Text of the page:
Microsoft EMET Client Deployment
Microsoft EMET is installed using a traditional .msi file which can be manually installed or can be deployed with Group Policy Software Installation, System Center Configuration Manager or a third-party application management solution.
The client when launches shows the current status for the four main protection types, DEP, SEHOP, ASLR and Pinning. DEP is a protection type which should be quite common for most system administrators as a Windows feature since Windows XP however SEHOP and ASLR will likely require some research. Pinning is a new feature in EMET 4.1 which allows you to protect against certificate man in the middle attacks. EMET locks the signature of trusted certificates such as those for Microsoft Windows Live, Office 365, Skype, Facebook and Twitter. This is a really nice feature and one that I’m personally a fan of although I would like to see more certificates listed by default such as Google.
If you opt for the EMET 5.0 Technical Preview, there are additional new features also but being a Technical Preview, you are even further beyond the scope of support so do this at your own risk for sure.
The Apps configuration list allows you to enable and disable mitigations for specific applications as well as define custom applications to be protected by EMET.
Microsoft EMET Client Configuration
When configuring EMET you have a number of options. You can either do this per client manually, using Group Policy with the provided ADMX file or with a configuration export. A configuration export gives you the most flexibility however it requires you to have a reference computer configured with EMET to your current specification. Once configured, you can export the configuration to a file which you can then import to other EMET clients automatically using System Center Configuration Manager for example.
Configuration using Group Policy is simple and allows you to control almost everything such as the status for system-wide protections and to configure user-defined application protections including which mitigations to apply for them however it does not appear to allow you to configure the certificate trust pinning. I’ve used Group Policy in my scenario as it was the easiest for me to implement and administer.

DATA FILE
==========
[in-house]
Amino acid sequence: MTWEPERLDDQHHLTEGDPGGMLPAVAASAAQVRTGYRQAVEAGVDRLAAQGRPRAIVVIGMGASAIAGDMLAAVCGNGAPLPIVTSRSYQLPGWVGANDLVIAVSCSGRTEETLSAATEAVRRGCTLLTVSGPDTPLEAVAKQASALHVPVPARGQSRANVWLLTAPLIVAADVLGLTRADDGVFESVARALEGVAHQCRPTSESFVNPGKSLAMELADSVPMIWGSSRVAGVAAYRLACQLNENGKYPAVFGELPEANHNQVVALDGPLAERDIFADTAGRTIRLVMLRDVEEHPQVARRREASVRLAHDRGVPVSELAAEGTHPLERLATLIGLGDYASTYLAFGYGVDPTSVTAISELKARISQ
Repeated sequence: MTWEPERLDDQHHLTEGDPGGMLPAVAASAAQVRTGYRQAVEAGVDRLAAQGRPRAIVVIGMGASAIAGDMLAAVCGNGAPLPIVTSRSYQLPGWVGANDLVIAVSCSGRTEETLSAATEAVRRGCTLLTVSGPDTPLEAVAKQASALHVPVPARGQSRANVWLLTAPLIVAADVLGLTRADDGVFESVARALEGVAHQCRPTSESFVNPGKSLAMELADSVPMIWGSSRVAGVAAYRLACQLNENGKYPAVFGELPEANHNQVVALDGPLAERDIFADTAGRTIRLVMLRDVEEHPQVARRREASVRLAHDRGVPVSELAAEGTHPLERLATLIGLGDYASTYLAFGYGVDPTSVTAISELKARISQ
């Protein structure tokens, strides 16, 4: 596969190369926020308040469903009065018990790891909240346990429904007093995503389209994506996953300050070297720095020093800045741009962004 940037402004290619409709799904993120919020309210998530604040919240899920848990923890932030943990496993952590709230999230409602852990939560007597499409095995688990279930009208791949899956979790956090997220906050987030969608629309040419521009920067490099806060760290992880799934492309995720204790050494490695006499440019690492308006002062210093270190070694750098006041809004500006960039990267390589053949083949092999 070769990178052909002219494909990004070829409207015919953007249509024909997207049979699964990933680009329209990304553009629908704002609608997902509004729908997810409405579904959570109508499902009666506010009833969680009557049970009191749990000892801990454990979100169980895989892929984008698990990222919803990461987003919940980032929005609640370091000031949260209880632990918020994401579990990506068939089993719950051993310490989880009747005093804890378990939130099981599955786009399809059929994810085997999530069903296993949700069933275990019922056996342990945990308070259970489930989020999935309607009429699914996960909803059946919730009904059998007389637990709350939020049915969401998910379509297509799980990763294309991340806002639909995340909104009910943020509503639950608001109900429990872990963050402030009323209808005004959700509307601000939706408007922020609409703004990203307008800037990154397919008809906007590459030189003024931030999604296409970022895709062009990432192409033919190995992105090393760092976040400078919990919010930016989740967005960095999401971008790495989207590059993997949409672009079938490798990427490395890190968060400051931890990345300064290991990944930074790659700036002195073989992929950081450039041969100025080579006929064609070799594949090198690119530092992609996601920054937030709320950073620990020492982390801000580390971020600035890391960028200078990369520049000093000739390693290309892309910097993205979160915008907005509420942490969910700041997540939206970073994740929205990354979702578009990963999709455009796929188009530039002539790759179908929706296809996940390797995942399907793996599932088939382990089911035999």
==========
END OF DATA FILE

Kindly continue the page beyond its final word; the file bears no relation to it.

Is Microsoft EMET Worth Deploying
This is a good question and one I considered before I deployed it at home for myself and I came to the conclusion of yes. Windows 8.1 is a good operating system with lots of protections included out of the box such as Windows Defender and Windows Firewall. It is regularly updated and patched to address performance, security and other issues by Microsoft closing holes as they are found and the success of the Windows Update service means that this patching is commonplace and reliable. System Center Endpoint Protection 2012 R2 which I use as my anti-virus protect does a great job of scanning for known viruses but as was said in a recent interview with a top dog from Symantec, anti-virus is “dead” (http://www.engadget.com/2014/05/06/symantec-declares-antivirus-dead/). Protecting systems at as many other levels as is viable and logical to do so therefore makes a lot of sense and a product which is free from Microsoft can only help to do this.
On my PC at home I have EMET running in the recommended security configuration and the process is consuming 14.9MB of memory. On my fairly standard desktop PC with 8GB or my Surface Pro tablet with 4GB RAM, 14.9MB is nothing to even think twice about and for that little bit of memory consumption, it’s a little extra piece of mind keeping me safe at all times.
If you try out EMET for yourself or if you have used it previously, please get in touch and let me know what your personal experiences are. I’d like to hear from anyone with previous experience with EMET due to the somewhat unknown nature of this product.